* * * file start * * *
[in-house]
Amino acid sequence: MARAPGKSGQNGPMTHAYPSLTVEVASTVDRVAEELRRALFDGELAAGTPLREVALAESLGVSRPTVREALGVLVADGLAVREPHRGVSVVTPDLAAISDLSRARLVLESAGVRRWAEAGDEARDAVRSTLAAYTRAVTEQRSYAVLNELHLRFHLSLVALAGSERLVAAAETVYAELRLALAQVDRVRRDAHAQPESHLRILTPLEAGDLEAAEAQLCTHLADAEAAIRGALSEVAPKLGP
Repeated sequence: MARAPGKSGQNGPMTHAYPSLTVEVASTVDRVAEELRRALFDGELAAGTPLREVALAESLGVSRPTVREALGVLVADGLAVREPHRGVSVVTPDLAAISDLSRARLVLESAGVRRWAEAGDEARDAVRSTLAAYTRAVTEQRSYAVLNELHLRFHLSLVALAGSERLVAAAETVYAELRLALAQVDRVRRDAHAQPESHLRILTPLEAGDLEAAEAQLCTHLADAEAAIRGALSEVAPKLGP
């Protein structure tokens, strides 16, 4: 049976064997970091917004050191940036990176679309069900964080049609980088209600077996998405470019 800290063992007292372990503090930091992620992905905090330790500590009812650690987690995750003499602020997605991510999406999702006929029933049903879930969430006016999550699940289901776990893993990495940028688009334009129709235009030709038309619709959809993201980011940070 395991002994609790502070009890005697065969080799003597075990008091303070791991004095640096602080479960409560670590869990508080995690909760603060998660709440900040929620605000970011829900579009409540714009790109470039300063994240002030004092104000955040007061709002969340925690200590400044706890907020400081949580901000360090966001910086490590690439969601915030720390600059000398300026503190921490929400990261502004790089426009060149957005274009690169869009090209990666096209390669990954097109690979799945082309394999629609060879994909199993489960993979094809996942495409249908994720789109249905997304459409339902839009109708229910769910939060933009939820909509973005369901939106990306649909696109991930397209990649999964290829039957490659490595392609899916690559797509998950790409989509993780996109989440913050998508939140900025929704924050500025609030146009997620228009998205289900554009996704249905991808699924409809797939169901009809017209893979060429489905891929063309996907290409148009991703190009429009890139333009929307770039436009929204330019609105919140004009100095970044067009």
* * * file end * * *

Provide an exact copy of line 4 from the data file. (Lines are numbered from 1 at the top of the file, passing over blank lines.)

């Protein structure tokens, strides 16, 4: 049976064997970091917004050191940036990176679309069900964080049609980088209600077996998405470019 800290063992007292372990503090930091992620992905905090330790500590009812650690987690995750003499602020997605991510999406999702006929029933049903879930969430006016999550699940289901776990893993990495940028688009334009129709235009030709038309619709959809993201980011940070 395991002994609790502070009890005697065969080799003597075990008091303070791991004095640096602080479960409560670590869990508080995690909760603060998660709440900040929620605000970011829900579009409540714009790109470039300063994240002030004092104000955040007061709002969340925690200590400044706890907020400081949580901000360090966001910086490590690439969601915030720390600059000398300026503190921490929400990261502004790089426009060149957005274009690169869009090209990666096209390669990954097109690979799945082309394999629609060879994909199993489960993979094809996942495409249908994720789109249905997304459409339902839009109708229910769910939060933009939820909509973005369901939106990306649909696109991930397209990649999964290829039957490659490595392609899916690559797509998950790409989509993780996109989440913050998508939140900025929704924050500025609030146009997620228009998205289900554009996704249905991808699924409809797939169901009809017209893979060429489905891929063309996907290409148009991703190009429009890139333009929307770039436009929204330019609105919140004009100095970044067009």